Con­vert your bed­room into the per­fect sleep sanc­tu­ary and ban­ish bed­time woes

Friday - - Contents -

Em­brace blues, es­pe­cially in your bed­room. It’ll help you sleep bet­ter.

TTake a look at your bed­room: Does it in­spire re­lax­ation? If not, why not? Your bed­room should be the one place in your home where you can to­tally rest, away from the ev­ery­day hus­tle, bus­tle and wor­ries. Too of­ten, how­ever, the de­bris of our lives spill into our bed­rooms and they be­come ex­ten­sions of our liv­ing spa­ces mis­matched decor, clut­ter piled up around the bed, tech­nol­ogy on the night­stands and in­ad­e­quate stor­age for our clothes. All of these fac­tors mean our bed­room en­vi­ron­ment is far from rest­ful and is in fact help­ing to keep us awake at night.


For the ul­ti­mate rest­ful bed­room scheme, stick to a sim­ple neu­tral pal­ette of whites, cof­fees and dark brown wood, like the Keane queen bed from Dh5,505, Crate and Bar­rel (right). Stay away from busy pat­terns and make sure clut­ter is kept out of sight in a bed­side ta­ble with draw­ers.


Cer­tain colours, such as red or pur­ple, stim­u­late our senses, so they aren’t the right choice for a bed­room, es­pe­cially if you have trou­ble sleep­ing. Like the sky or sea, blue in­spires a feel­ing of calm, which can lower your heart rate and blood pres­sure – so is an ideal shade for bed­rooms. Choose some­thing you are drawn to as a start­ing point for your scheme. This will make you feel happy and com­fort­able when you en­ter the space – whether it’s a fab­ric for cur­tains, a wall­pa­per or a du­vet cover. Then pick out the pal­ette of colours for the rest of the room from this for a har­mo­nious look.

Even the colour on a cush­ion can in­spire your bed­room scheme. Lat­tice cush­ion in duck egg, Dh150, John Lewis, at Robin­sons.


Al­though we don’t have lights on for sleep, it’s still im­por­tant to get the light­ing right. When it is dark our bod­ies re­lease me­la­tonin, which re­laxes us. Soft or dimmed lights be­fore you turn off the lights mean you aren’t stim­u­lat­ing the senses too much be­fore you sleep. Avoid putting over­head lights on and use lamps in­stead. Leave elec­tron­ics like phones and iPads out­side as the blue screens sup­press me­la­tonin. (Sleep ex­perts rec­om­mend avoid­ing screen time 40 min­utes be­fore you go to bed.) Black­out blinds will help to re­duce light pol­lu­tion and pre­vent ear­ly­morn­ing light from flood­ing in.

Get the cli­mate of your bed­room right de­spite the soar­ing tem­per­a­tures out­side. A cool 15-18 de­grees Cel­sius is rec­om­mended for sleep. Check the tem­per­a­ture with a ther­mome­ter, par­tic­u­larly in chil­dren’s rooms.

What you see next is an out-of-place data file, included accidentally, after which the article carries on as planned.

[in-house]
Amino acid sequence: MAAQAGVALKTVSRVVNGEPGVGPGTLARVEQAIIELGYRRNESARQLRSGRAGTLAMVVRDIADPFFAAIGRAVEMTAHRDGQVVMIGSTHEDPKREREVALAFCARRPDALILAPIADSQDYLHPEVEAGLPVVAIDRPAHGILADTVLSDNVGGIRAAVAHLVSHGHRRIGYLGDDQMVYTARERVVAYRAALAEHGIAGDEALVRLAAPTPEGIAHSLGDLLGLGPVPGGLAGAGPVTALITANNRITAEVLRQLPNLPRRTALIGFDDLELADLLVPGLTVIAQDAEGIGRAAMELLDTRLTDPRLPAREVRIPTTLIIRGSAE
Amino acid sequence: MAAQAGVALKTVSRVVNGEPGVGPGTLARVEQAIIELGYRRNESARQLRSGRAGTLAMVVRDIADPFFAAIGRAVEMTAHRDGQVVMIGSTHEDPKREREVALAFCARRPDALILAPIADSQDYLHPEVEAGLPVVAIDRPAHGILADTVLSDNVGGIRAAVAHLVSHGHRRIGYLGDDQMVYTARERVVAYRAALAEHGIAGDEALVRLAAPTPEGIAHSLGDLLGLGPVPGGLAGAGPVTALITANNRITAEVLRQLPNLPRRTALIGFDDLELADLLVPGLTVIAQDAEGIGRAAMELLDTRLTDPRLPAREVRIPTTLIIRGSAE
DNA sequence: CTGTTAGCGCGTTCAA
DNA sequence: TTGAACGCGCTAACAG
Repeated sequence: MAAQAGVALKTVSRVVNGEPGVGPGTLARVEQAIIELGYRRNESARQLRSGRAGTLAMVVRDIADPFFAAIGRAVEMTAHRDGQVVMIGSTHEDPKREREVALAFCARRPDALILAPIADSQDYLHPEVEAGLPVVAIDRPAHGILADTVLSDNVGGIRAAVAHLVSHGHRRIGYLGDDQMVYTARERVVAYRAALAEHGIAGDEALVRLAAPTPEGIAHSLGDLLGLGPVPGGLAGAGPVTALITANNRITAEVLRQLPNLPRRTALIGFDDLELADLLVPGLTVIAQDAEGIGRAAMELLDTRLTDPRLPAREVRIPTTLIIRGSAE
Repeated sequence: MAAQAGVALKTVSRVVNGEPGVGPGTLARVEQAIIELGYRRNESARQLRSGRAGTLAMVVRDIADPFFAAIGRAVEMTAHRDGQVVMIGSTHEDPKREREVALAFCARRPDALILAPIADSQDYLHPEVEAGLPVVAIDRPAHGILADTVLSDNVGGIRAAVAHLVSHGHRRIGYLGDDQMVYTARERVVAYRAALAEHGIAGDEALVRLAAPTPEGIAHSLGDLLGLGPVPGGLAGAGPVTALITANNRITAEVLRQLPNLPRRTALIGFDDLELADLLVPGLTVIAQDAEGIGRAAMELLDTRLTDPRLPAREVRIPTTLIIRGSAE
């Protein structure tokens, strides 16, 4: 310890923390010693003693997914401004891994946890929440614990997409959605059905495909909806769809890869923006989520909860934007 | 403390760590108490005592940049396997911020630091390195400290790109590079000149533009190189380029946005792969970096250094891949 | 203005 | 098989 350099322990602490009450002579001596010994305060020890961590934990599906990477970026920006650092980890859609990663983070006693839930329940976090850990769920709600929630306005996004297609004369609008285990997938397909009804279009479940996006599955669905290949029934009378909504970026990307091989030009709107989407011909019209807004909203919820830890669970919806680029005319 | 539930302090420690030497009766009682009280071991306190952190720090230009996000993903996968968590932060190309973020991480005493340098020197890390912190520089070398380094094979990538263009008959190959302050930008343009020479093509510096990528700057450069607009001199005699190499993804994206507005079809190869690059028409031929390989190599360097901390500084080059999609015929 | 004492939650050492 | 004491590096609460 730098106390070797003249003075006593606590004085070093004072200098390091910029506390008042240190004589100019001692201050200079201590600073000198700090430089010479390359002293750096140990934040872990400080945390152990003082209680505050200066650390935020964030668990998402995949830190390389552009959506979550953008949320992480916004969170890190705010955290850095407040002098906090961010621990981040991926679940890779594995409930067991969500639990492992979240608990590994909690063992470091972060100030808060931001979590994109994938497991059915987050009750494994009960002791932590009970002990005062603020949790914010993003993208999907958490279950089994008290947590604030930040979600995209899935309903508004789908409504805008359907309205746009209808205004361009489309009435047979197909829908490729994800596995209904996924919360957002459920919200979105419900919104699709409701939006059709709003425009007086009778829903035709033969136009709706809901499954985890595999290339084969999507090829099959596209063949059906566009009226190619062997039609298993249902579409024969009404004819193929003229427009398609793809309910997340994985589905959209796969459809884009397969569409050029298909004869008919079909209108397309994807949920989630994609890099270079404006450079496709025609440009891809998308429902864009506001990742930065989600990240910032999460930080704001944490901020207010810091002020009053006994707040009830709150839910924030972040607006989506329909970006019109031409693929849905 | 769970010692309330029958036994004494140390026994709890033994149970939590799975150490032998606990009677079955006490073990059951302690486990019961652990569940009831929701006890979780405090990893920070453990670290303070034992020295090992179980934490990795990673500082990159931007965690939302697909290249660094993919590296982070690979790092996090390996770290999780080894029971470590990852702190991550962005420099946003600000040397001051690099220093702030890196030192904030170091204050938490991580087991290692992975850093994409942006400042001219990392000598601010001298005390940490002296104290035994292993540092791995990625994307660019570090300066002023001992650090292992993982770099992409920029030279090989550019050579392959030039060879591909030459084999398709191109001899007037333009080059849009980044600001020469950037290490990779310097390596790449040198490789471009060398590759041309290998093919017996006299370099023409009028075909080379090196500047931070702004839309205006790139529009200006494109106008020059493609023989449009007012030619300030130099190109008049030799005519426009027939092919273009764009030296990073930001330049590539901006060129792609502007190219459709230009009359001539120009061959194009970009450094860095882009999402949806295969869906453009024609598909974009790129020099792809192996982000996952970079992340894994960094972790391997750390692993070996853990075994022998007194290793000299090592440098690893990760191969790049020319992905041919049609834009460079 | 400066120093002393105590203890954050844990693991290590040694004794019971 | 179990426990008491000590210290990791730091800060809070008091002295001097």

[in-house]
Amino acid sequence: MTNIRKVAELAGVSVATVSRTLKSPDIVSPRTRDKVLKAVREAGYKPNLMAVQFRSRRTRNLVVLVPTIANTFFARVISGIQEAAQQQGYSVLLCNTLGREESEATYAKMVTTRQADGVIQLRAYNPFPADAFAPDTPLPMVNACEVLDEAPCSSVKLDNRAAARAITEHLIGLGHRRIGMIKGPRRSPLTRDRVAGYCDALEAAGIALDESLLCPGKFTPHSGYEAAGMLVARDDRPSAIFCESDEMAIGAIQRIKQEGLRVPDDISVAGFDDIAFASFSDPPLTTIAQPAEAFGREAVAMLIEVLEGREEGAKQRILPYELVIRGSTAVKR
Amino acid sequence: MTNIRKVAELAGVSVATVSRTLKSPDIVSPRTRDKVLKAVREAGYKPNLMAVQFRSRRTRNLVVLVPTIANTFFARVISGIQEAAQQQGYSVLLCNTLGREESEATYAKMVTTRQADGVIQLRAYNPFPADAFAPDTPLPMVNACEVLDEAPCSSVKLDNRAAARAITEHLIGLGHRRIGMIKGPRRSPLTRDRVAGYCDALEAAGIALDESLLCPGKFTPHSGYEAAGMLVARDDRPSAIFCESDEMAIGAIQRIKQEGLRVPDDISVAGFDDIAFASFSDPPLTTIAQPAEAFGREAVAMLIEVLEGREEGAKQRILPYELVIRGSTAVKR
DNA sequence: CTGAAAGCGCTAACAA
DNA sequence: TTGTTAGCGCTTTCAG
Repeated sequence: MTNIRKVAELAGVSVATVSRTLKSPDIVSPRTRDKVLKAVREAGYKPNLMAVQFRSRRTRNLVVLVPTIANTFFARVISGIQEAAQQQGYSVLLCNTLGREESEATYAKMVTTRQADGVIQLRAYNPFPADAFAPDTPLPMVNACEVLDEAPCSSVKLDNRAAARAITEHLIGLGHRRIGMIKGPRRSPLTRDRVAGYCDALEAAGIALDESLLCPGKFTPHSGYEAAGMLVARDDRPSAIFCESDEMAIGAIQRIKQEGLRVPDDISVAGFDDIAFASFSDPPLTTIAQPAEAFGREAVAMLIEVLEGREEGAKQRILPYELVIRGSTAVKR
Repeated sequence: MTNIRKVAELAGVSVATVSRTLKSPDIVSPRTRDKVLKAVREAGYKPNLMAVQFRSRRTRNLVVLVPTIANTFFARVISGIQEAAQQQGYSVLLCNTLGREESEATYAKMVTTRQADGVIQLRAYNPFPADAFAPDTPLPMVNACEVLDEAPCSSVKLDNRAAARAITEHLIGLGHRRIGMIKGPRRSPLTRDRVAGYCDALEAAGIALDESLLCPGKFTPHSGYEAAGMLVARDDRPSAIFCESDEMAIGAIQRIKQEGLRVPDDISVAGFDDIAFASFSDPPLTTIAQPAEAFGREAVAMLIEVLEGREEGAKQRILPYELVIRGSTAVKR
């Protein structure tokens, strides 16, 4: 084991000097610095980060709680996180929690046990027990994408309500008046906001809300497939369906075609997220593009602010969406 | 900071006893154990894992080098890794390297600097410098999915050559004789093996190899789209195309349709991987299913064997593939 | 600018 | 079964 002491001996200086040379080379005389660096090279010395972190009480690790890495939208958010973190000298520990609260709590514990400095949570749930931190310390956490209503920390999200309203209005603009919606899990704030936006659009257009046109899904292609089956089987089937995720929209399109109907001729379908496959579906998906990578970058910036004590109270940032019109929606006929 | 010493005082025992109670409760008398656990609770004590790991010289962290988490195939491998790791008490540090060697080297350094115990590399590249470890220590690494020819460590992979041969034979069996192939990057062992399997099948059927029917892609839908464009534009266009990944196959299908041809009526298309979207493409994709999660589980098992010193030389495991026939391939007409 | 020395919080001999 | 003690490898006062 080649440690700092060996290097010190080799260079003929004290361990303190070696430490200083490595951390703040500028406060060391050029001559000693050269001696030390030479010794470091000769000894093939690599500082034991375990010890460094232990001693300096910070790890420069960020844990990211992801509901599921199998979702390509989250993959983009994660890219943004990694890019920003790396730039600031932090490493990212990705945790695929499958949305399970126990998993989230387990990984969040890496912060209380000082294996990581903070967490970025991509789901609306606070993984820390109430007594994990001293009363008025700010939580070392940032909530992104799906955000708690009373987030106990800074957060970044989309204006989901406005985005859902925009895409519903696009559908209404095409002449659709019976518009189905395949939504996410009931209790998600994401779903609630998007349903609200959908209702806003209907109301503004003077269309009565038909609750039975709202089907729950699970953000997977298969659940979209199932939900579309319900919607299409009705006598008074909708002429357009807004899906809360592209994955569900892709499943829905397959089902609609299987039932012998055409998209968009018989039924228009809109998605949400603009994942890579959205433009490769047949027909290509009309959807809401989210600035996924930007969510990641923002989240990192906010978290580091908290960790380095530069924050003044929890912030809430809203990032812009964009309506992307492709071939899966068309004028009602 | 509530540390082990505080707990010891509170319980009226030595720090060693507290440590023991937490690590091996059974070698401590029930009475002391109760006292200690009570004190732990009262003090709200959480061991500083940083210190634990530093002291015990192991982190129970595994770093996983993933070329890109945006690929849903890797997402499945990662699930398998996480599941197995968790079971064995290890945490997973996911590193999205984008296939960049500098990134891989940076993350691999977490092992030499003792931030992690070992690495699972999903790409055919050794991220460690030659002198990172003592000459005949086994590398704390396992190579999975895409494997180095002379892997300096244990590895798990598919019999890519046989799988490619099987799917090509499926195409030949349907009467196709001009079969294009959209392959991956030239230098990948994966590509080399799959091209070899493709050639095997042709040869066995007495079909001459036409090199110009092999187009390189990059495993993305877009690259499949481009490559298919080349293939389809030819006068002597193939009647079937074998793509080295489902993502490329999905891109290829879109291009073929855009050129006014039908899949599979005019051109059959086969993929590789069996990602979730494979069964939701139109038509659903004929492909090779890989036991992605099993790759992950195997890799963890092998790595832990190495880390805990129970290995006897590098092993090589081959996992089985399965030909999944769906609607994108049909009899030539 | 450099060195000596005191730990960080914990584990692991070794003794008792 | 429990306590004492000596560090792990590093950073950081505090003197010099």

Bed­side lamps with soft-coloured bulbs, like this Klabb lamp (Dh125, Ikea), give off a re­lax­ing glow be­fore you go to sleep.

MMake sure your bed is com­fort­able. Your mat­tress is vi­tal to whether you are get­ting a rested night’s sleep or whether you are wak­ing up ach­ing and un­com­fort­able. This will also af­fect your part­ner’s sleep­ing, too. Pil­lows and bed­li­nen are also im­por­tant fac­tors to you sleep­ing well.


Your mat­tress needs to be re­placed ev­ery seven years. When buy­ing a mat­tress, go with your part­ner and lie next to each other in your usual sleep­ing po­si­tion. Also lie flat on the mat­tress to check how hard it is – slide your hand un­derneath into the hol­low of your back. There should only be a lit­tle re­sis­tance. If there is no gap and it is dif­fi­cult to slide your hand in, then the mat­tress is too soft and you will sleep in a slouched po­si­tion with your spine out of line. A large gap means it is too firm and will put pres­sure on your shoul­ders and hips.

Lie to­gether for at least ten min­utes on a mat­tress be­fore you buy, and try ly­ing on your back as well as your usual sleep­ing po­si­tions. It is rec­om­mended you buy the bed base at the same time as the mat­tress to en­sure that they fit to­gether prop­erly.

York­shire wool 8000 pocket spring mat­tress, Dh6,750 for a dou­ble, John Lewis.

Stay away from busy pat­terns and make sure clut­ter is kept out of sight

Like the sky or sea, blue in­spires a feel­ing of calm, which can lower your heart rate and blood pres­sure

Linea II queen bed, Dh5,505, Crate and Bar­rel Buy the big­gest bed you can: Lie next to your part­ner; you should both be able to cross your arms be­hind your head and not touch el­bows.

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